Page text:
The University of Arizona

Sarah Truebe - 2014 CLIMAS Climate & Society Graduate Fellow | CLIMAS


Sarah Truebe - 2014 CLIMAS Climate & Society Graduate Fellow

Monday, March 9, 2015

Sarah Truebe has always been a caver.  She grew up thinking the only things people should take from caves are photographs, but as she began her career as a paleoclimate scientist, she realized that scientists often take a lot more than photographs.

A stalagmite is a cylindrical mineral deposit, formed over hundreds or thousands of years on the floor of a cave, making them utterly non-renewable on human timescales.  Stalagmites contain valuable paleoclimate data; however, most of the time getting this information means permanently removing the stalagmite from the cave. 

“As the popularity of stalagmite paleoclimate science grows, development of sustainable sampling methods for these nonrenewable resources is necessary to balance the needs of science and cave conservation,” Truebe said.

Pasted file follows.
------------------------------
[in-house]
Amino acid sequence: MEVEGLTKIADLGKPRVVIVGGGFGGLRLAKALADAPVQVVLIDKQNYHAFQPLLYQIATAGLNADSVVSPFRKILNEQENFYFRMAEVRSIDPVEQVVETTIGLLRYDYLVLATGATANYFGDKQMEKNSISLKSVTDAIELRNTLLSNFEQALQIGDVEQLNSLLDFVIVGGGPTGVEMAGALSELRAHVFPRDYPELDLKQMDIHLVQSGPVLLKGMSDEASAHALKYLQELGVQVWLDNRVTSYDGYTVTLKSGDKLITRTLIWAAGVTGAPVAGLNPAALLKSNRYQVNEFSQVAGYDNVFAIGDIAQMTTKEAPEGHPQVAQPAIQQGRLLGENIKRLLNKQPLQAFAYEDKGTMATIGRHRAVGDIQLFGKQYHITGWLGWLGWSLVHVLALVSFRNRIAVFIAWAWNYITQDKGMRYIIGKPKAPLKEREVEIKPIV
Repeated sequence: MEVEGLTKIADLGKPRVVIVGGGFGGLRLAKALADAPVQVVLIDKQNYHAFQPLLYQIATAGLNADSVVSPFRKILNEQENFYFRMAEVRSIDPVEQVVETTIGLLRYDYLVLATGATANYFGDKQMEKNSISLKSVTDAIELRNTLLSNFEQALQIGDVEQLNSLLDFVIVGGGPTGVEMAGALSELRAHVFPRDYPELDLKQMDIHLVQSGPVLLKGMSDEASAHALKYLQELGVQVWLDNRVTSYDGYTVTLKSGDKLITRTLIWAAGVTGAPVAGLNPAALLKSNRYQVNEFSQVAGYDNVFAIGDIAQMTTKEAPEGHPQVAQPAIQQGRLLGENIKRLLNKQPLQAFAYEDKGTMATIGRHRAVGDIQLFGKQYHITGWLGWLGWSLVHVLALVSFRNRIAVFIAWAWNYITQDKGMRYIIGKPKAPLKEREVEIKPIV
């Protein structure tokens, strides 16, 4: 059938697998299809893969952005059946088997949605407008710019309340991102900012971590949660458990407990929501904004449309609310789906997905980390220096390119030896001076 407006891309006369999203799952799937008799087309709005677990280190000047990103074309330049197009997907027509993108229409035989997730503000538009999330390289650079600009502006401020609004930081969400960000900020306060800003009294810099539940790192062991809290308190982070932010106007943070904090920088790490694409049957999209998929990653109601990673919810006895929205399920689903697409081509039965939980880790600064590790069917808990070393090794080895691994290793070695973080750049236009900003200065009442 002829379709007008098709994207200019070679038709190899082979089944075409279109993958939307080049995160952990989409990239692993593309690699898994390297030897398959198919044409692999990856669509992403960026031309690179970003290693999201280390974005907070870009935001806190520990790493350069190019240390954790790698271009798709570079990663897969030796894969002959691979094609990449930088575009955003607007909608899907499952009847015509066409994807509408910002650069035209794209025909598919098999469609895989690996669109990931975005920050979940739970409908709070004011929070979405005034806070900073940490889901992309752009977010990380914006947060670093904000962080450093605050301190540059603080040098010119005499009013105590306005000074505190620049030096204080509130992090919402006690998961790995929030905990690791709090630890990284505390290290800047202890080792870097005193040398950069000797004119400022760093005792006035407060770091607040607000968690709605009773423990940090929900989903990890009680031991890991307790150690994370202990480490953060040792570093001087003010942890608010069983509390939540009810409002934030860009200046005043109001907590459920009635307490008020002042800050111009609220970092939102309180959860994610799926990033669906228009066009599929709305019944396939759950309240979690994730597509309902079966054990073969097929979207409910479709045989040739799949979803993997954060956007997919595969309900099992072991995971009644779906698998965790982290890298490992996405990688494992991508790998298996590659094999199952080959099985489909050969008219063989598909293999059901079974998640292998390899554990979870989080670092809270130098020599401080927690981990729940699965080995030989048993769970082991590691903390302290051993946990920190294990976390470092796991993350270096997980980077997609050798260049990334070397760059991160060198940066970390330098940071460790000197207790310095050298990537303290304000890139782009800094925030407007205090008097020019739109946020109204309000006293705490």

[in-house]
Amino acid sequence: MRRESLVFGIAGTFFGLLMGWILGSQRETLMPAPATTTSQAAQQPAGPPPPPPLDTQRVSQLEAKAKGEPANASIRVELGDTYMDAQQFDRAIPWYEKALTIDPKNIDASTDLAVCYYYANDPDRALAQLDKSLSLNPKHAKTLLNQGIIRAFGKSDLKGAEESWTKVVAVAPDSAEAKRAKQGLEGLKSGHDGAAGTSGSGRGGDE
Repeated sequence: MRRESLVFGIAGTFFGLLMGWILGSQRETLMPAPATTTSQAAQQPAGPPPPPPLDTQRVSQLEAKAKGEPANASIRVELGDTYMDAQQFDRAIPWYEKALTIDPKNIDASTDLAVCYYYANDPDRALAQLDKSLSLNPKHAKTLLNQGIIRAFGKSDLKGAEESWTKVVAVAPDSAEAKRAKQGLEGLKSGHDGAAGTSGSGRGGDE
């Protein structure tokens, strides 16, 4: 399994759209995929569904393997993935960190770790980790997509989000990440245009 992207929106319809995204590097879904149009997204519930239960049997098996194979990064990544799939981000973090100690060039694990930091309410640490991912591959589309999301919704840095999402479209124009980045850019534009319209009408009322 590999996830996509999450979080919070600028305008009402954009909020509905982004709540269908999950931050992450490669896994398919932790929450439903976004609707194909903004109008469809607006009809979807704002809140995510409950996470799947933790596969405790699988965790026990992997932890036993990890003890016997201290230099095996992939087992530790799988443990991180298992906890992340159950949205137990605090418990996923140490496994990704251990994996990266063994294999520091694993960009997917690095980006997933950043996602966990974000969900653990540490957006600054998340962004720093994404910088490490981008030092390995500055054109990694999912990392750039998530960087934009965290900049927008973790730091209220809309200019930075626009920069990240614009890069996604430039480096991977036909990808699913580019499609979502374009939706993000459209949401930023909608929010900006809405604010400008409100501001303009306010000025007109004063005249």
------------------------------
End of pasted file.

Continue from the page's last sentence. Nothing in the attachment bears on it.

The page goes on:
Truebe is a PhD candidate in the Department of Geosciences at the University of Arizona and is also a 2014 recipient of the Climate Assessment for the Southwest (CLIMAS) Climate & Society Graduate Fellows Program. She used this opportunity to collect information on different stalagmite sampling methods, with the intention of developing best practice recommendations for extraction. 

Truebe said the fellowship was very timely.  “Over the last 3 years of my PhD I have been thinking more and more that I want to be doing is science that is not only directly relevant to stakeholders, but is actually something that is engaged with stakeholders,” Truebe said.